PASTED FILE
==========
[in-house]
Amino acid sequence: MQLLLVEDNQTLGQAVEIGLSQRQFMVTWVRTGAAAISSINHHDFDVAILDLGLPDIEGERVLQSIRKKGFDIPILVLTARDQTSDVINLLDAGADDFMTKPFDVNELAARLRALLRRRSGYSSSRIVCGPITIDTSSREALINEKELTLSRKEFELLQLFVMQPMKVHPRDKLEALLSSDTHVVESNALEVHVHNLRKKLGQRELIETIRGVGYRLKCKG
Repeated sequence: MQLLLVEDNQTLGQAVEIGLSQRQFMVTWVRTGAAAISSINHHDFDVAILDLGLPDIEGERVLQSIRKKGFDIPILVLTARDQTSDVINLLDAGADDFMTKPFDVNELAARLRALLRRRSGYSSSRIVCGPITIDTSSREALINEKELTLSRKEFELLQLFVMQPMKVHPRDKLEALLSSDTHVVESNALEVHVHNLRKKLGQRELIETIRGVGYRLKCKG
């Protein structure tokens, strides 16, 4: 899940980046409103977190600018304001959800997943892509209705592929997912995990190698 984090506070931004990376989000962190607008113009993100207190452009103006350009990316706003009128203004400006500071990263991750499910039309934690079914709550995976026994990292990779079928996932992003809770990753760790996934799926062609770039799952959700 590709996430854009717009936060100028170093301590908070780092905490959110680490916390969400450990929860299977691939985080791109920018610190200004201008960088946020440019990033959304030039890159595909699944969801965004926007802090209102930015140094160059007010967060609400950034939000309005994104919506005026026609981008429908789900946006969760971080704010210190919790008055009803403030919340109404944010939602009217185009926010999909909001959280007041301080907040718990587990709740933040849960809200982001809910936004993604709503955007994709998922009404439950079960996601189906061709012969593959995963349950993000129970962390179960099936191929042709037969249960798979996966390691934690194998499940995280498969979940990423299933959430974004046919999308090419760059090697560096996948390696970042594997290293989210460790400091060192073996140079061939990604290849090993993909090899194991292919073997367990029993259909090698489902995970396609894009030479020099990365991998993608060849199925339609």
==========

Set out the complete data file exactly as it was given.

[in-house]
Amino acid sequence: MQLLLVEDNQTLGQAVEIGLSQRQFMVTWVRTGAAAISSINHHDFDVAILDLGLPDIEGERVLQSIRKKGFDIPILVLTARDQTSDVINLLDAGADDFMTKPFDVNELAARLRALLRRRSGYSSSRIVCGPITIDTSSREALINEKELTLSRKEFELLQLFVMQPMKVHPRDKLEALLSSDTHVVESNALEVHVHNLRKKLGQRELIETIRGVGYRLKCKG
Repeated sequence: MQLLLVEDNQTLGQAVEIGLSQRQFMVTWVRTGAAAISSINHHDFDVAILDLGLPDIEGERVLQSIRKKGFDIPILVLTARDQTSDVINLLDAGADDFMTKPFDVNELAARLRALLRRRSGYSSSRIVCGPITIDTSSREALINEKELTLSRKEFELLQLFVMQPMKVHPRDKLEALLSSDTHVVESNALEVHVHNLRKKLGQRELIETIRGVGYRLKCKG
């Protein structure tokens, strides 16, 4: 899940980046409103977190600018304001959800997943892509209705592929997912995990190698 984090506070931004990376989000962190607008113009993100207190452009103006350009990316706003009128203004400006500071990263991750499910039309934690079914709550995976026994990292990779079928996932992003809770990753760790996934799926062609770039799952959700 590709996430854009717009936060100028170093301590908070780092905490959110680490916390969400450990929860299977691939985080791109920018610190200004201008960088946020440019990033959304030039890159595909699944969801965004926007802090209102930015140094160059007010967060609400950034939000309005994104919506005026026609981008429908789900946006969760971080704010210190919790008055009803403030919340109404944010939602009217185009926010999909909001959280007041301080907040718990587990709740933040849960809200982001809910936004993604709503955007994709998922009404439950079960996601189906061709012969593959995963349950993000129970962390179960099936191929042709037969249960798979996966390691934690194998499940995280498969979940990423299933959430974004046919999308090419760059090697560096996948390696970042594997290293989210460790400091060192073996140079061939990604290849090993993909090899194991292919073997367990029993259909090698489902995970396609894009030479020099990365991998993608060849199925339609």